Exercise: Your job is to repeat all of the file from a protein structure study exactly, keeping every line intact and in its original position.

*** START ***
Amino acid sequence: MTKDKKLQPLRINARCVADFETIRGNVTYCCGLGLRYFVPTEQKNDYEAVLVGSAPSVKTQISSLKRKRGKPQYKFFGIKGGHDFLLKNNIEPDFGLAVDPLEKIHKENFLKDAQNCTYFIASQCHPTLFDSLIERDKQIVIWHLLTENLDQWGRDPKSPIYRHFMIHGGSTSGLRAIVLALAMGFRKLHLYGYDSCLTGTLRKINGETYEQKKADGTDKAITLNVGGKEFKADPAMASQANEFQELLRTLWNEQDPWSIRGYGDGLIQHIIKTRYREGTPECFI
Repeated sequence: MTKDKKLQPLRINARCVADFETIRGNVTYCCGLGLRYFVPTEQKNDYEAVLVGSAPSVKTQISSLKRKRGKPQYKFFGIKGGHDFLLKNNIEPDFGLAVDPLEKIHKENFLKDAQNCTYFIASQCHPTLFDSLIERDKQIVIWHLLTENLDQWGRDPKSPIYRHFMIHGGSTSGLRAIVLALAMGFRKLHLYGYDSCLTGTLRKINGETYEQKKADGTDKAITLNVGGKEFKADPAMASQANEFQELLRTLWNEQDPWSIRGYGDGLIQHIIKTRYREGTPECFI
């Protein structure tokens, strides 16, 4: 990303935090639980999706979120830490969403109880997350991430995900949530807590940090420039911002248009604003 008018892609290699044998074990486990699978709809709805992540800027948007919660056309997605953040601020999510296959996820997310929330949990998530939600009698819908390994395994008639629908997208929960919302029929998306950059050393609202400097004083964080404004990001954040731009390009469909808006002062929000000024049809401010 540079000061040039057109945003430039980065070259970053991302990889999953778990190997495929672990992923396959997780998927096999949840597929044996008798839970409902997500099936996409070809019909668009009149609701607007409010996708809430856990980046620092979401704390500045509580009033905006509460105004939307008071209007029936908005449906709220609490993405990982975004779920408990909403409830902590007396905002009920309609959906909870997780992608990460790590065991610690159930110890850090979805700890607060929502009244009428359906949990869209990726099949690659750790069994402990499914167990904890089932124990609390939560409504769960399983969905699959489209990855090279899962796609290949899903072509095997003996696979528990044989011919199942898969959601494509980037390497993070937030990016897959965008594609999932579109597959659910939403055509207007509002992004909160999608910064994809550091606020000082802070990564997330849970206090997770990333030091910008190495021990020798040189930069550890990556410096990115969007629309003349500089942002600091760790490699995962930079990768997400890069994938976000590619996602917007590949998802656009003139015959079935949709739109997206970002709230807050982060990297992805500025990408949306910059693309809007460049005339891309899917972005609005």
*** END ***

Amino acid sequence: MTKDKKLQPLRINARCVADFETIRGNVTYCCGLGLRYFVPTEQKNDYEAVLVGSAPSVKTQISSLKRKRGKPQYKFFGIKGGHDFLLKNNIEPDFGLAVDPLEKIHKENFLKDAQNCTYFIASQCHPTLFDSLIERDKQIVIWHLLTENLDQWGRDPKSPIYRHFMIHGGSTSGLRAIVLALAMGFRKLHLYGYDSCLTGTLRKINGETYEQKKADGTDKAITLNVGGKEFKADPAMASQANEFQELLRTLWNEQDPWSIRGYGDGLIQHIIKTRYREGTPECFI
Repeated sequence: MTKDKKLQPLRINARCVADFETIRGNVTYCCGLGLRYFVPTEQKNDYEAVLVGSAPSVKTQISSLKRKRGKPQYKFFGIKGGHDFLLKNNIEPDFGLAVDPLEKIHKENFLKDAQNCTYFIASQCHPTLFDSLIERDKQIVIWHLLTENLDQWGRDPKSPIYRHFMIHGGSTSGLRAIVLALAMGFRKLHLYGYDSCLTGTLRKINGETYEQKKADGTDKAITLNVGGKEFKADPAMASQANEFQELLRTLWNEQDPWSIRGYGDGLIQHIIKTRYREGTPECFI
């Protein structure tokens, strides 16, 4: 990303935090639980999706979120830490969403109880997350991430995900949530807590940090420039911002248009604003 008018892609290699044998074990486990699978709809709805992540800027948007919660056309997605953040601020999510296959996820997310929330949990998530939600009698819908390994395994008639629908997208929960919302029929998306950059050393609202400097004083964080404004990001954040731009390009469909808006002062929000000024049809401010 540079000061040039057109945003430039980065070259970053991302990889999953778990190997495929672990992923396959997780998927096999949840597929044996008798839970409902997500099936996409070809019909668009009149609701607007409010996708809430856990980046620092979401704390500045509580009033905006509460105004939307008071209007029936908005449906709220609490993405990982975004779920408990909403409830902590007396905002009920309609959906909870997780992608990460790590065991610690159930110890850090979805700890607060929502009244009428359906949990869209990726099949690659750790069994402990499914167990904890089932124990609390939560409504769960399983969905699959489209990855090279899962796609290949899903072509095997003996696979528990044989011919199942898969959601494509980037390497993070937030990016897959965008594609999932579109597959659910939403055509207007509002992004909160999608910064994809550091606020000082802070990564997330849970206090997770990333030091910008190495021990020798040189930069550890990556410096990115969007629309003349500089942002600091760790490699995962930079990768997400890069994938976000590619996602917007590949998802656009003139015959079935949709739109997206970002709230807050982060990297992805500025990408949306910059693309809007460049005339891309899917972005609005």